ESRB Ratings to Finally Start Warning Players about Loot Boxes and Gacha Systems


For some time now, the gaming community has been pushing the Entertainment Software Rating Board (ESRB) to get more serious about loot boxes, gacha systems, and other forms of randomized monetization. The ESRB has taken a number of half-steps, including adding content descriptions for gambling and warnings about in-game purchases, but they haven’t had a specific warning about randomized content-delivery systems like loot boxes.

Well, thankfully, that’s finally changed. For the past couple years ESRB ratings have had additional “Interactive Elements” notices that warn prospective players about things they might experience when connected online. Going forward, the ESRB will have a new one of these Interactive Elements – “In-Game Purchases (Includes Random Items)”. Here’s the ESRB’s description of the new warning:

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This new Interactive Element, In-Game Purchases (Includes Random Items), will be assigned to any game that contains in-game offers to purchase digital goods or premiums with real world currency (or with virtual coins or other forms of in-game currency that can be purchased with real world currency) for which the player doesn’t know prior to purchase the specific digital goods or premiums they will be receiving (e.g., loot boxes, item packs, mystery awards).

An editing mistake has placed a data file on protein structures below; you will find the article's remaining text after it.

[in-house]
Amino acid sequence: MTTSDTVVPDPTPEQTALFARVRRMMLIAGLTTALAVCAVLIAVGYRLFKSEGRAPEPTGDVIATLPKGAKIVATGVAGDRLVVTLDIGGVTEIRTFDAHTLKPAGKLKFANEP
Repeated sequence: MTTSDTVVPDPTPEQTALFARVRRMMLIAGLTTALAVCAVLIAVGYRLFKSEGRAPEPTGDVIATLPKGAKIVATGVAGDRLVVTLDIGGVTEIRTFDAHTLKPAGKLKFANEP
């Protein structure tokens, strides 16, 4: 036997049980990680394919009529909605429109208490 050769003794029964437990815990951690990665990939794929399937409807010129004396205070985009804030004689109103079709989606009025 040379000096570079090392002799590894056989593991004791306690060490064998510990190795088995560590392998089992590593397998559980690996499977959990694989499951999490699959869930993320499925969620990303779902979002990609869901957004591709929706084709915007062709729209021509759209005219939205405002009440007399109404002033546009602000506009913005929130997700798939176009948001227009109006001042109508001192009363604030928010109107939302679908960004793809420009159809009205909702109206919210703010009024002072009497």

In-Game Purchases (Includes Random Items) will be assigned to all games that include purchases with any randomized elements, including loot boxes, gacha games, item or card packs, prize wheels, treasure chests, and more. Games that have the In-Game Purchases (Includes Random Items) notice may also include other non-randomized paid elements.

While it’s good the ESRB is finally doing something to warn people about loot boxes, the timing is certainly a bit suspicious. The ESRB stayed quiet about loot boxes when they were running rampant, only deciding to address them now that they’re being phased out of most major games in favor of other monetization schemes like battle passes. Would have been nice of them to tackle the loot box issue before the industry killed the golden goose and moved onto the next thing!

What are your thoughts on the ESRB’s handling of the loot box issue?

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